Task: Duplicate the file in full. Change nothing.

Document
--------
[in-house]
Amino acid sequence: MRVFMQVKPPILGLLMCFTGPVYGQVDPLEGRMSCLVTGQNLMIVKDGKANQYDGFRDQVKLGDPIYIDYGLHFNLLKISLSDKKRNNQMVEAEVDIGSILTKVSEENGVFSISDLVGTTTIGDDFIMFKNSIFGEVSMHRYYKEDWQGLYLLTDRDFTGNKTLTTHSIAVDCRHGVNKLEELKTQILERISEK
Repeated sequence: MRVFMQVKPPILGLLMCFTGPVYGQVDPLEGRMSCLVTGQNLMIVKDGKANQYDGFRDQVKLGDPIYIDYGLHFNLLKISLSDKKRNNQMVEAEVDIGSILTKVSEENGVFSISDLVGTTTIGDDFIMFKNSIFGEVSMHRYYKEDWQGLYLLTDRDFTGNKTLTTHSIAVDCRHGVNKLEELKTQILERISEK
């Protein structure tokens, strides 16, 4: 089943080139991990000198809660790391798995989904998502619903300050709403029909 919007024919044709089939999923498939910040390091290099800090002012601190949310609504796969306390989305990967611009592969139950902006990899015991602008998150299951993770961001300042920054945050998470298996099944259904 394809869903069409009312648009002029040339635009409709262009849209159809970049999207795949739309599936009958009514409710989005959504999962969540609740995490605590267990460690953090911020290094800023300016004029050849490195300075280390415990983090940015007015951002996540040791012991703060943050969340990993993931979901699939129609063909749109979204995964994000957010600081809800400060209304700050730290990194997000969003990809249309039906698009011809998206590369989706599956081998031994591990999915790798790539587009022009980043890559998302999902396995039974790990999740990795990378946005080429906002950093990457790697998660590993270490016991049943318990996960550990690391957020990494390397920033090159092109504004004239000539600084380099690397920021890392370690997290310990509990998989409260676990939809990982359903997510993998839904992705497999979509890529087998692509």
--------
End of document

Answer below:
[in-house]
Amino acid sequence: MRVFMQVKPPILGLLMCFTGPVYGQVDPLEGRMSCLVTGQNLMIVKDGKANQYDGFRDQVKLGDPIYIDYGLHFNLLKISLSDKKRNNQMVEAEVDIGSILTKVSEENGVFSISDLVGTTTIGDDFIMFKNSIFGEVSMHRYYKEDWQGLYLLTDRDFTGNKTLTTHSIAVDCRHGVNKLEELKTQILERISEK
Repeated sequence: MRVFMQVKPPILGLLMCFTGPVYGQVDPLEGRMSCLVTGQNLMIVKDGKANQYDGFRDQVKLGDPIYIDYGLHFNLLKISLSDKKRNNQMVEAEVDIGSILTKVSEENGVFSISDLVGTTTIGDDFIMFKNSIFGEVSMHRYYKEDWQGLYLLTDRDFTGNKTLTTHSIAVDCRHGVNKLEELKTQILERISEK
């Protein structure tokens, strides 16, 4: 089943080139991990000198809660790391798995989904998502619903300050709403029909 919007024919044709089939999923498939910040390091290099800090002012601190949310609504796969306390989305990967611009592969139950902006990899015991602008998150299951993770961001300042920054945050998470298996099944259904 394809869903069409009312648009002029040339635009409709262009849209159809970049999207795949739309599936009958009514409710989005959504999962969540609740995490605590267990460690953090911020290094800023300016004029050849490195300075280390415990983090940015007015951002996540040791012991703060943050969340990993993931979901699939129609063909749109979204995964994000957010600081809800400060209304700050730290990194997000969003990809249309039906698009011809998206590369989706599956081998031994591990999915790798790539587009022009980043890559998302999902396995039974790990999740990795990378946005080429906002950093990457790697998660590993270490016991049943318990996960550990690391957020990494390397920033090159092109504004004239000539600084380099690397920021890392370690997290310990509990998989409260676990939809990982359903997510993998839904992705497999979509890529087998692509």